Building the Perfect Camp

Building the Perfect Camp

I was invited to spend a weekend in upstate New York at a hunting and fishing camp. It’s quite possibly the coolest place on earth if you’re into that sort of thing. Having built many forts in the woods as a kid, I was completely fascinated by the story of how this all came together. The more I heard, the more I kept thinking the same thing…

Building Camp is exactly like building a startup

When my friend purchased this land 5 years ago, they had one hut, some swampy land and a lot of trees. It was their blank canvas.

Most people would balk this muddy site as a waste of time. It’s not worth the effort. Why even bother?

None of that mattered though. Nick and his friends knew the secret from the very beginning.

Five years and still building

Nick and the crew were not camp-building experts. They had never done something like this before, but they were committed to putting in all the effort and hard work to come. Camp was built mostly on weekends in between hunting, fishing, full-time jobs and part-time jobs.

One step at a time.

For the entire first year, they slept in tents around a fire pit. Camp was being built on their own terms. They didn’t wait for everything to be perfect. They didn’t make excuses. They knew that there is always more work to be done.

The only way to stay dedicated to the vision was to enjoy the process.

I finally made it up there after 5 years of them building Camp, and everyone was still fixing or improving something. Work just happened in between riding four-wheelers, hunting, fishing, lighting big campfires and beers.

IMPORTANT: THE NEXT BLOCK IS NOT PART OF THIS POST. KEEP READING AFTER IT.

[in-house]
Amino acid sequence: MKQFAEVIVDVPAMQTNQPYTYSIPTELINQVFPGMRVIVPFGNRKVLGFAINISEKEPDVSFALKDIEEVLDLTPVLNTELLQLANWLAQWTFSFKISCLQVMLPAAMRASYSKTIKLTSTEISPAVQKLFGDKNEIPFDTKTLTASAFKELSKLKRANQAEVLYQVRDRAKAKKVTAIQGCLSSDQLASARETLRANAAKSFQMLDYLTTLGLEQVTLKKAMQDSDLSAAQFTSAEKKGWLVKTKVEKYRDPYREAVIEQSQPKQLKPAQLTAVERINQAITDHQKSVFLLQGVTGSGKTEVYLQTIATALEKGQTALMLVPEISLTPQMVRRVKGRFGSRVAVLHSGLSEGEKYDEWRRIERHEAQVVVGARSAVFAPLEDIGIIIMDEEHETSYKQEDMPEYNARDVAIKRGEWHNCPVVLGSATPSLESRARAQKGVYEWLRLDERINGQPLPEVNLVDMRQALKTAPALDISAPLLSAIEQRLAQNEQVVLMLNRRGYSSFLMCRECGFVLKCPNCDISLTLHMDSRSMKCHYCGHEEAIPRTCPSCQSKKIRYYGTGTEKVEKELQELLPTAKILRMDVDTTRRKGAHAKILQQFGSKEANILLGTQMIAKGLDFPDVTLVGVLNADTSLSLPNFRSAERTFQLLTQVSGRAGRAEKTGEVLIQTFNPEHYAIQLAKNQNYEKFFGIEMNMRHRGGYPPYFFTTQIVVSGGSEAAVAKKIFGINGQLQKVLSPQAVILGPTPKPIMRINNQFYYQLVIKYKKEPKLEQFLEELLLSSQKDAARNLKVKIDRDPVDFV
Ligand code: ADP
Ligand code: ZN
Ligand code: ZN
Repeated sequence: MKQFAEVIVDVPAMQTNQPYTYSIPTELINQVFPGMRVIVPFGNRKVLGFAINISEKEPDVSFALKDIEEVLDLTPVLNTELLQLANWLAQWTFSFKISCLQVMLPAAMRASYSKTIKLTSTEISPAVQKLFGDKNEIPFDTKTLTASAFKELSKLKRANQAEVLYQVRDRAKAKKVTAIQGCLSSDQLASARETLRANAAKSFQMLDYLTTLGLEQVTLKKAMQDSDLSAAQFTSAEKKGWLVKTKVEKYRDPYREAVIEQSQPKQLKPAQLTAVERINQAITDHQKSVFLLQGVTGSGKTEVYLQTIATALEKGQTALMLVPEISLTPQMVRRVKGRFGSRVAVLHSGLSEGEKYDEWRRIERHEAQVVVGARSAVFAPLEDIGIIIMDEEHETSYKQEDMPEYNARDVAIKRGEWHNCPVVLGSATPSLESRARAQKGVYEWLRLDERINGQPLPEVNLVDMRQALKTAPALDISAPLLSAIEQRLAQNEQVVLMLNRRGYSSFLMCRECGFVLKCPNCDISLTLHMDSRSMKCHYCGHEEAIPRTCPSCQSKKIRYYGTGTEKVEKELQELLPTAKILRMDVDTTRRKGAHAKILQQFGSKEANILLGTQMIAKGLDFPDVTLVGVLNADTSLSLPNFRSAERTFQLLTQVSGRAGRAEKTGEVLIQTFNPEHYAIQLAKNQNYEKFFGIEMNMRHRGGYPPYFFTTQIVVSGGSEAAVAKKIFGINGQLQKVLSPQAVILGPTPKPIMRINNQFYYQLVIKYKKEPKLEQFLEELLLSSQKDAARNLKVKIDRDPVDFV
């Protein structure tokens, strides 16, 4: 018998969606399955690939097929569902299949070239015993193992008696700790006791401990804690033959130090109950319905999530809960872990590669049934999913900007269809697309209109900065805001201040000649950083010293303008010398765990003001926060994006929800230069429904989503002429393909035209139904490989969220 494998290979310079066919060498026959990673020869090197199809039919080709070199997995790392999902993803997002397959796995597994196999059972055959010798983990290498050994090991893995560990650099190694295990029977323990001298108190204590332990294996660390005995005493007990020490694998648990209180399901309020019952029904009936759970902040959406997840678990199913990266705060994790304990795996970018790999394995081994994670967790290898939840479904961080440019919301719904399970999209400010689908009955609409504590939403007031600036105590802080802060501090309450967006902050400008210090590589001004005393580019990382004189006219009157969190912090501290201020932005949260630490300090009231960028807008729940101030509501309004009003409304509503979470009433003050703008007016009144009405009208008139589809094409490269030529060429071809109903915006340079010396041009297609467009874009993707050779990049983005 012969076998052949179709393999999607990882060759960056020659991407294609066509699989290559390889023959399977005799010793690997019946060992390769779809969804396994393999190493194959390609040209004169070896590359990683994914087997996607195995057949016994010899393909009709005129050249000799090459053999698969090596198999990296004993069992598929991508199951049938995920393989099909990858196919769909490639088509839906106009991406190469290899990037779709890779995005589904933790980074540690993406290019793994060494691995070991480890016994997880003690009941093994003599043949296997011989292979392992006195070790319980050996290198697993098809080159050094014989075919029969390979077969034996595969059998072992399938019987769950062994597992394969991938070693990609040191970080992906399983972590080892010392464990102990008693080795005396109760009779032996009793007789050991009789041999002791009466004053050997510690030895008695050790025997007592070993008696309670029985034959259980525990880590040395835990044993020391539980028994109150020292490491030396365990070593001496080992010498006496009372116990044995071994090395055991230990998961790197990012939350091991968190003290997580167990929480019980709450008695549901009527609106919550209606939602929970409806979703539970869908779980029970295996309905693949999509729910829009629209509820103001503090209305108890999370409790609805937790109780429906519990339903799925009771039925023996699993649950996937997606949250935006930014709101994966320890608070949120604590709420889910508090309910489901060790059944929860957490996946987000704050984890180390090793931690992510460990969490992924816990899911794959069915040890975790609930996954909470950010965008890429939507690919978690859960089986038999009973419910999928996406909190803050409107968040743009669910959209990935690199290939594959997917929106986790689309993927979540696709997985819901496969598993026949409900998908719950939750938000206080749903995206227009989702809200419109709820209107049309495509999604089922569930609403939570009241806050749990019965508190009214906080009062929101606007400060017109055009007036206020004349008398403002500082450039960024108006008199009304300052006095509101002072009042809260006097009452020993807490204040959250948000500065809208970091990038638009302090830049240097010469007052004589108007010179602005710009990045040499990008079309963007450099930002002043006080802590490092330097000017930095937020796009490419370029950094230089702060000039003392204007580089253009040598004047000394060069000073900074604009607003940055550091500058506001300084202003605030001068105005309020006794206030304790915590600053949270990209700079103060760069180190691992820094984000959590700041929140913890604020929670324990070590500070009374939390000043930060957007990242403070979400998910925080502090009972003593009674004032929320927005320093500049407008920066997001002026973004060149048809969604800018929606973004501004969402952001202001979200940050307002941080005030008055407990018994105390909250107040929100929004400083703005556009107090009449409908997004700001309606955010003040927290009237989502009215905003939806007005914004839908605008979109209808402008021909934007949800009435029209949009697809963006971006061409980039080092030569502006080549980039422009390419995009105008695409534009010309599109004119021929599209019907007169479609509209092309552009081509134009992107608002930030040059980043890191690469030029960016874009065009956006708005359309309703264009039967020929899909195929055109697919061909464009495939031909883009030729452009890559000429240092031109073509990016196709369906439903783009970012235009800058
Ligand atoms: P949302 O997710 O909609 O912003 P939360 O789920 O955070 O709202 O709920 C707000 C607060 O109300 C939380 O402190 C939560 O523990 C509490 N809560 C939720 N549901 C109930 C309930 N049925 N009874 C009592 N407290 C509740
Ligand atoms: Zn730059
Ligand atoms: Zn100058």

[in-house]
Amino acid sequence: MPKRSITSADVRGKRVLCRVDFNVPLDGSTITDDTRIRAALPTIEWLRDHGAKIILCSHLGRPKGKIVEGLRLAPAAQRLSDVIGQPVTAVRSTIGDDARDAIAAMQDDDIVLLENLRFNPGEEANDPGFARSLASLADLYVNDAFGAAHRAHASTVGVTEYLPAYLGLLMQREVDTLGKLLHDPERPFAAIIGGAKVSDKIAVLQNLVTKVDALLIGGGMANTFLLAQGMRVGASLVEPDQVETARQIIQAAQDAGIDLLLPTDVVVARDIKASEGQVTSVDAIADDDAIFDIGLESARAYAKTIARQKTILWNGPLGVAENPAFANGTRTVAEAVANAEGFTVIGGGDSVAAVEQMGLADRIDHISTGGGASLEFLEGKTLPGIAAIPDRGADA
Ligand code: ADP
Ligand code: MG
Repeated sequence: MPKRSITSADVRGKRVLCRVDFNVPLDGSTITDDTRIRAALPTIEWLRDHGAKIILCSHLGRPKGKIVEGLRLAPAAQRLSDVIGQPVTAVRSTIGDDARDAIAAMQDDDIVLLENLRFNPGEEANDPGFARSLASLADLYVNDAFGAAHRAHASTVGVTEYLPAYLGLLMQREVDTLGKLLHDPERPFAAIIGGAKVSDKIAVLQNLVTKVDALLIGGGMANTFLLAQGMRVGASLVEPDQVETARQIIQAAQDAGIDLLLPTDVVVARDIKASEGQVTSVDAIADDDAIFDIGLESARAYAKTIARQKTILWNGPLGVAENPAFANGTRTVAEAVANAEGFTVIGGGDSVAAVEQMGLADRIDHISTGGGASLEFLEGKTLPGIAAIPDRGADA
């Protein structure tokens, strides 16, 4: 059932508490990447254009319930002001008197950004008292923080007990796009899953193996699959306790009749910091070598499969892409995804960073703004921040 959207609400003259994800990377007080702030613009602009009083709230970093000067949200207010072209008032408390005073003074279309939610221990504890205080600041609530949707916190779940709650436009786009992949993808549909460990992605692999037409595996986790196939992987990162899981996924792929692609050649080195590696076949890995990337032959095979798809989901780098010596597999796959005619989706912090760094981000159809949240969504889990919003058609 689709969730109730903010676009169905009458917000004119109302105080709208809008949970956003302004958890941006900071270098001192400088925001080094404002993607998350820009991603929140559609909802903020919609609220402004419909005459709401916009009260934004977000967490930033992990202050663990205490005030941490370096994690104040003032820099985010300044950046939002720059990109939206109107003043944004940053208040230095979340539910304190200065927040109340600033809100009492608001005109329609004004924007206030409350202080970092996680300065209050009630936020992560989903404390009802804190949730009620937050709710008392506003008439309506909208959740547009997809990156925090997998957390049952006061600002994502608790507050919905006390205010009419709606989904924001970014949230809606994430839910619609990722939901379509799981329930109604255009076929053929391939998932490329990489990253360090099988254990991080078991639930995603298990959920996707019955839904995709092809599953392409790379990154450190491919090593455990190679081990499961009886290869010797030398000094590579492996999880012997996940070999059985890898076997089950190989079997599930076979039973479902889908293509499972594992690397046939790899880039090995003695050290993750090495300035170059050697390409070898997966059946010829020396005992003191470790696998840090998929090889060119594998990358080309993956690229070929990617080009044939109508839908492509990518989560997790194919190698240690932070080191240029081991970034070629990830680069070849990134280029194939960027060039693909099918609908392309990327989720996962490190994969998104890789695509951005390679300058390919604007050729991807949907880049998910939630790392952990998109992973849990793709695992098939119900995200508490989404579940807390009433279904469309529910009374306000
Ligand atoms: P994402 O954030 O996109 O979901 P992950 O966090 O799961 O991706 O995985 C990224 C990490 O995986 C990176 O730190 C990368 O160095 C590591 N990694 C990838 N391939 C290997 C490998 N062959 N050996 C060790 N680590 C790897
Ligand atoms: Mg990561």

Going Broke at Home Depot

I went with Nick to Home Depot to pick up a bunch of things he needed. The nearest Home Depot was not close, so I made the naive comment that we should just get everything he needed while we were there. He laughed and said that if he got everything he needed, he would be broke.

That’s when the bigger picture Camp-building process started to kick in for me. He told me the secret. Pick the most important thing that you need to work on next. Then do that. It’s not about getting everything done right now. It’s about enjoying the process. Winter is coming and it’s starting to get cold. He has to make sure the pipes don’t freeze. That’s pretty damn important, so let’s focus on that.

Even though he had a to-do list 18 miles long, it was about focusing on the most important thing. Everything else will still be there next weekend, but if the pipes freeze, well that’s sort of a deal breaker.

Enjoying the process

Camp exists because it’s something they want to see in the world. They didn’t buy this property to flip it and make money. It’s not some side project or experiment that they could easily abandon. They don’t throw in the towel when something unexpectedly breaks (and something always breaks). They fix it and move on.

I was so far beyond impressed to see what they’ve built. There were so many cool little details and random decorations that could almost go unnoticed. Every one of them adds character and has a story. This level of detail doesn’t happen over night; it’s been accumulating for years. It’s those little things that can’t be rushed that make all the difference in the world.

It makes me think about the software products we build. We are able to create incredibly powerful stuff in a very short amount of time. It’s an amazing start but it takes years of focusing on the most important thing and assembling those little details. That’s when the real magic happens.

I’m working on those details and making sure to enjoy the process. The ups, the downs, when things break, all of it.

The only way to remain focused and have the staying power for years to come is to enjoy the process. I greatly appreciate the hospitality and the reminder Nick.

Setting Up All The Pieces

Setting Up All The Pieces

Shitstorm du Jour

Shitstorm du Jour